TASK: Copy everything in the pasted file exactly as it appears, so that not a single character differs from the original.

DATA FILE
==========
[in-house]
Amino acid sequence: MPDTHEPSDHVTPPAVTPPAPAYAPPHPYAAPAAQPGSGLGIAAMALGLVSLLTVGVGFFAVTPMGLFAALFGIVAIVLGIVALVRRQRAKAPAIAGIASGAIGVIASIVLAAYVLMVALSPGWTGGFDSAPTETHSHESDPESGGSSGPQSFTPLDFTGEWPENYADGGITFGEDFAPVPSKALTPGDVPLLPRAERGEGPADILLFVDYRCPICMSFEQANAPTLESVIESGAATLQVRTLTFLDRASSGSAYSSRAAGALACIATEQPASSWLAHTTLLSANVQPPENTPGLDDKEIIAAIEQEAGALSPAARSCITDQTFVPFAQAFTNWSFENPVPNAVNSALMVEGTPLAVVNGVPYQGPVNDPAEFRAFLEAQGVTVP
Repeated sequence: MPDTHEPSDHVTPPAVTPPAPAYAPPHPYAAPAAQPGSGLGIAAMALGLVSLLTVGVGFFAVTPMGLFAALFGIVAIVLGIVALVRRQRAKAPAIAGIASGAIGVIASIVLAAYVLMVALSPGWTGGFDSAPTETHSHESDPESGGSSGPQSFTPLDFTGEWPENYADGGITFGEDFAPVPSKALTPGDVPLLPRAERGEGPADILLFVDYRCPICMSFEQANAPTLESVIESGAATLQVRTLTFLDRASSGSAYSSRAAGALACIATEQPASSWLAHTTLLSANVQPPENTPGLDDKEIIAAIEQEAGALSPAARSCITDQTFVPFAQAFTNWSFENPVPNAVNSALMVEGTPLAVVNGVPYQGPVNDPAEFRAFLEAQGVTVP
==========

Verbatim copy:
[in-house]
Amino acid sequence: MPDTHEPSDHVTPPAVTPPAPAYAPPHPYAAPAAQPGSGLGIAAMALGLVSLLTVGVGFFAVTPMGLFAALFGIVAIVLGIVALVRRQRAKAPAIAGIASGAIGVIASIVLAAYVLMVALSPGWTGGFDSAPTETHSHESDPESGGSSGPQSFTPLDFTGEWPENYADGGITFGEDFAPVPSKALTPGDVPLLPRAERGEGPADILLFVDYRCPICMSFEQANAPTLESVIESGAATLQVRTLTFLDRASSGSAYSSRAAGALACIATEQPASSWLAHTTLLSANVQPPENTPGLDDKEIIAAIEQEAGALSPAARSCITDQTFVPFAQAFTNWSFENPVPNAVNSALMVEGTPLAVVNGVPYQGPVNDPAEFRAFLEAQGVTVP
Repeated sequence: MPDTHEPSDHVTPPAVTPPAPAYAPPHPYAAPAAQPGSGLGIAAMALGLVSLLTVGVGFFAVTPMGLFAALFGIVAIVLGIVALVRRQRAKAPAIAGIASGAIGVIASIVLAAYVLMVALSPGWTGGFDSAPTETHSHESDPESGGSSGPQSFTPLDFTGEWPENYADGGITFGEDFAPVPSKALTPGDVPLLPRAERGEGPADILLFVDYRCPICMSFEQANAPTLESVIESGAATLQVRTLTFLDRASSGSAYSSRAAGALACIATEQPASSWLAHTTLLSANVQPPENTPGLDDKEIIAAIEQEAGALSPAARSCITDQTFVPFAQAFTNWSFENPVPNAVNSALMVEGTPLAVVNGVPYQGPVNDPAEFRAFLEAQGVTVP